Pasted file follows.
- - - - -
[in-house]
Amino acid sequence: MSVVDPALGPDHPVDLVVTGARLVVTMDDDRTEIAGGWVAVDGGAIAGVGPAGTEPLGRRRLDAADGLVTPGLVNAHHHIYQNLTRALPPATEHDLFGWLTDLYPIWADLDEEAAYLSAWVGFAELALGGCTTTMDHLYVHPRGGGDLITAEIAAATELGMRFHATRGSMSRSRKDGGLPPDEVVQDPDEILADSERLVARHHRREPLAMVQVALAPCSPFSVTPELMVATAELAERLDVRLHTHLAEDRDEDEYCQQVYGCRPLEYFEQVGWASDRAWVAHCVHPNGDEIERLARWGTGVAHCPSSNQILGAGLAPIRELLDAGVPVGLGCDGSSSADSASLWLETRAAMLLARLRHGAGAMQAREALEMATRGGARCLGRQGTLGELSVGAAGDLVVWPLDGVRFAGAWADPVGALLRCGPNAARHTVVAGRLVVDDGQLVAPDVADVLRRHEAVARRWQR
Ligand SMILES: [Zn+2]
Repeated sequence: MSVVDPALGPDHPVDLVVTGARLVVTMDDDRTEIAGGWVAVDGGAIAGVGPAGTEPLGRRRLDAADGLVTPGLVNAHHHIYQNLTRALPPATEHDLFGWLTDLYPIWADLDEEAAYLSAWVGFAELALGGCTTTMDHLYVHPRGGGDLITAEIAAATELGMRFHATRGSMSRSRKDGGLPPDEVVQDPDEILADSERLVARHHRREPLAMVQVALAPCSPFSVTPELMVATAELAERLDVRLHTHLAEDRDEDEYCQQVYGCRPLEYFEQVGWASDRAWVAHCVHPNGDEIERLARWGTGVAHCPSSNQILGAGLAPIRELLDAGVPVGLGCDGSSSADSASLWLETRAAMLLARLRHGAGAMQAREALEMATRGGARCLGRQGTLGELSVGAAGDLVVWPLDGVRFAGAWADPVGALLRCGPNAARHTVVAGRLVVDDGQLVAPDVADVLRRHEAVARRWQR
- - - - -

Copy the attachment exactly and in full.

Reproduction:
[in-house]
Amino acid sequence: MSVVDPALGPDHPVDLVVTGARLVVTMDDDRTEIAGGWVAVDGGAIAGVGPAGTEPLGRRRLDAADGLVTPGLVNAHHHIYQNLTRALPPATEHDLFGWLTDLYPIWADLDEEAAYLSAWVGFAELALGGCTTTMDHLYVHPRGGGDLITAEIAAATELGMRFHATRGSMSRSRKDGGLPPDEVVQDPDEILADSERLVARHHRREPLAMVQVALAPCSPFSVTPELMVATAELAERLDVRLHTHLAEDRDEDEYCQQVYGCRPLEYFEQVGWASDRAWVAHCVHPNGDEIERLARWGTGVAHCPSSNQILGAGLAPIRELLDAGVPVGLGCDGSSSADSASLWLETRAAMLLARLRHGAGAMQAREALEMATRGGARCLGRQGTLGELSVGAAGDLVVWPLDGVRFAGAWADPVGALLRCGPNAARHTVVAGRLVVDDGQLVAPDVADVLRRHEAVARRWQR
Ligand SMILES: [Zn+2]
Repeated sequence: MSVVDPALGPDHPVDLVVTGARLVVTMDDDRTEIAGGWVAVDGGAIAGVGPAGTEPLGRRRLDAADGLVTPGLVNAHHHIYQNLTRALPPATEHDLFGWLTDLYPIWADLDEEAAYLSAWVGFAELALGGCTTTMDHLYVHPRGGGDLITAEIAAATELGMRFHATRGSMSRSRKDGGLPPDEVVQDPDEILADSERLVARHHRREPLAMVQVALAPCSPFSVTPELMVATAELAERLDVRLHTHLAEDRDEDEYCQQVYGCRPLEYFEQVGWASDRAWVAHCVHPNGDEIERLARWGTGVAHCPSSNQILGAGLAPIRELLDAGVPVGLGCDGSSSADSASLWLETRAAMLLARLRHGAGAMQAREALEMATRGGARCLGRQGTLGELSVGAAGDLVVWPLDGVRFAGAWADPVGALLRCGPNAARHTVVAGRLVVDDGQLVAPDVADVLRRHEAVARRWQR